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Sublethal neonicotinoid insecticide exposure reduces solitary bee reproductive success

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Abstract

  1. Pollinating insects provide crucial and economically important ecosystem services to crops and wild plants, but pollinators, particularly bees, are globally declining as a result of various driving factors, including the prevalent use of pesticides for crop protection. Sublethal pesticide exposure negatively impacts numerous pollinator life-history traits, but its influence on reproductive success remains largely unknown. Such information is pivotal, however, to our understanding of the long-term effects on population dynamics.
  2. We investigated the influence of field-realistic trace residues of the routinely used neonicotinoid insecticides thiamethoxam and clothianidin in nectar substitutes on the entire life-time fitness performance of the red mason bee Osmia bicornis.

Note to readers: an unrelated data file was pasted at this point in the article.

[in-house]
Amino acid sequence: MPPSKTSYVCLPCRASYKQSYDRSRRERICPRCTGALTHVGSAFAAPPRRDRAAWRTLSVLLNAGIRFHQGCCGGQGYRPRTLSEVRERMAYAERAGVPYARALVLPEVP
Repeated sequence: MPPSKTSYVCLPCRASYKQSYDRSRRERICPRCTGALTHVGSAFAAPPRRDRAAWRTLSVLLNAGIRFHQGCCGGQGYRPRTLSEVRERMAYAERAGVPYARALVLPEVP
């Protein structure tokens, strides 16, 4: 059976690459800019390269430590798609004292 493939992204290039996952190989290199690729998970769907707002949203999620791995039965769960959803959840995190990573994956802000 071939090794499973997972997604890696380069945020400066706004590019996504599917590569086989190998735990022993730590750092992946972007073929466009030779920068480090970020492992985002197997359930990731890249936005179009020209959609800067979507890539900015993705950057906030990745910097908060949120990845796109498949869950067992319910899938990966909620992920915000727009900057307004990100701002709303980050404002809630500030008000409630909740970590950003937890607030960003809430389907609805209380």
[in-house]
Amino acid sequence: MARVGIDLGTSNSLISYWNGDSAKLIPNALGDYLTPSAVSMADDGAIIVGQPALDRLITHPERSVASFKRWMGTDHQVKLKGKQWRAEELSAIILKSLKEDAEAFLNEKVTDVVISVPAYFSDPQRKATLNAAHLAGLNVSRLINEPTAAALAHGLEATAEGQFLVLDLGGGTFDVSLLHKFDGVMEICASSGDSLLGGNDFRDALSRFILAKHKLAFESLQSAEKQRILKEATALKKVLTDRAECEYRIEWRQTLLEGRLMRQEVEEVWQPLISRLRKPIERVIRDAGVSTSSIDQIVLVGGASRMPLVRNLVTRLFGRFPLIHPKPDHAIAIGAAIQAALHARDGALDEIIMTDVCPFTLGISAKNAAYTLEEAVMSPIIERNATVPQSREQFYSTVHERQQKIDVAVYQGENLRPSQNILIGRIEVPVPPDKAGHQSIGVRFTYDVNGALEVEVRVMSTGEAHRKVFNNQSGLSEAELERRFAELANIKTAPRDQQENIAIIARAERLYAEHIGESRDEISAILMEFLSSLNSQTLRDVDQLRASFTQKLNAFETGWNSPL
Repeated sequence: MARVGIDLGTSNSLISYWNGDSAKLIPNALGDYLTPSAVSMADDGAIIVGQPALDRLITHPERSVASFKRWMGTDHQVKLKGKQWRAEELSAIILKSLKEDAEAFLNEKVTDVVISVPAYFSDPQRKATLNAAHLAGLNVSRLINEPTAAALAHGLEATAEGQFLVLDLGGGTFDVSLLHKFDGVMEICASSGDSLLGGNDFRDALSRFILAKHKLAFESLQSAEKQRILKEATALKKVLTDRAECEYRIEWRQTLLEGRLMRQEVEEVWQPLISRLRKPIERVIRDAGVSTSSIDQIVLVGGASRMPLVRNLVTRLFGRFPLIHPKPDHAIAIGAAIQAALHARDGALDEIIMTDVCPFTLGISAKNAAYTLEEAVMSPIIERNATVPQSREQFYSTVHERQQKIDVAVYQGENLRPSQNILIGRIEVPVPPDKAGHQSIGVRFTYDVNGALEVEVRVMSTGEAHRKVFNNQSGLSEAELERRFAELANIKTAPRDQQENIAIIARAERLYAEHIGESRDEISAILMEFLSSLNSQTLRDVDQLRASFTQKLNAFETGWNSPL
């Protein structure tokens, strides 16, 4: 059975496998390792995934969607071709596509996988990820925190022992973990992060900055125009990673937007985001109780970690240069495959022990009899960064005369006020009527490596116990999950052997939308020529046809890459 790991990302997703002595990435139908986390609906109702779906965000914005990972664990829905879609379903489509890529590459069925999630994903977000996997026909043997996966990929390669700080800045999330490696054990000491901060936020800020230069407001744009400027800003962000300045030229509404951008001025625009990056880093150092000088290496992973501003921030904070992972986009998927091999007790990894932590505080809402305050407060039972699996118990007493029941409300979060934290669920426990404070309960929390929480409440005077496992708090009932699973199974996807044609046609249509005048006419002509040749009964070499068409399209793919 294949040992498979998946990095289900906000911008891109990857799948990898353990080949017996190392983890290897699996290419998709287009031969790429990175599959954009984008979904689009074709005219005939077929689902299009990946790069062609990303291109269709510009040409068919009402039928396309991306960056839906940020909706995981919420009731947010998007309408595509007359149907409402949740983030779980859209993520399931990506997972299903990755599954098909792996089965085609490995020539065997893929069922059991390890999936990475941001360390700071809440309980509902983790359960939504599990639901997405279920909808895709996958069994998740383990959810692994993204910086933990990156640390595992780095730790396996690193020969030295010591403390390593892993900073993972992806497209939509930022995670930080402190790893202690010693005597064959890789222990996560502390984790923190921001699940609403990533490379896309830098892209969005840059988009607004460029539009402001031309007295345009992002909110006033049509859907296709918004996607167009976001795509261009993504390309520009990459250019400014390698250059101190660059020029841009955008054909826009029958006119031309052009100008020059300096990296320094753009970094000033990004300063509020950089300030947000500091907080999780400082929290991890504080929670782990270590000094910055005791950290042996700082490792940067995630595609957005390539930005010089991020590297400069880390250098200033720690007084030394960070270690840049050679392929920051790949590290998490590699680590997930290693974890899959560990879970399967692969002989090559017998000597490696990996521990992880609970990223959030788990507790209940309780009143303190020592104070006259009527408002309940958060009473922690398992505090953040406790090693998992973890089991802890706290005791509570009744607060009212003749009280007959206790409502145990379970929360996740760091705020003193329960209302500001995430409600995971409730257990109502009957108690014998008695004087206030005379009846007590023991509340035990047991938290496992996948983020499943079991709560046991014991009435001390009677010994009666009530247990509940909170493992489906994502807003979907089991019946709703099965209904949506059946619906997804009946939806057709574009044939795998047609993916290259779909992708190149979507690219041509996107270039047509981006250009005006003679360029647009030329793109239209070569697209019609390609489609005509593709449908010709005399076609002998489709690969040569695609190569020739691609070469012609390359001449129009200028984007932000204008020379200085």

3. We show that chronic, dietary neonicotinoid exposure has severe detrimental effects on solitary bee reproductive output. Neonicotinoids did not affect adult bee mortality; however, monitoring of fully controlled experimental populations revealed that sublethal exposure resulted in almost 50% reduced total offspring production and a significantly male-biased offspring sex ratio.
  4. Our data add to the accumulating evidence indicating that sublethal neonicotinoid effects on non-Apis pollinators are expressed most strongly in a rather complex, fitness-related context. Consequently, to fully mitigate long-term impacts on pollinator population dynamics, present pesticide risk assessments need to be expanded to include whole life-cycle fitness estimates, as demonstrated in the present study using O. bicornis as a model.

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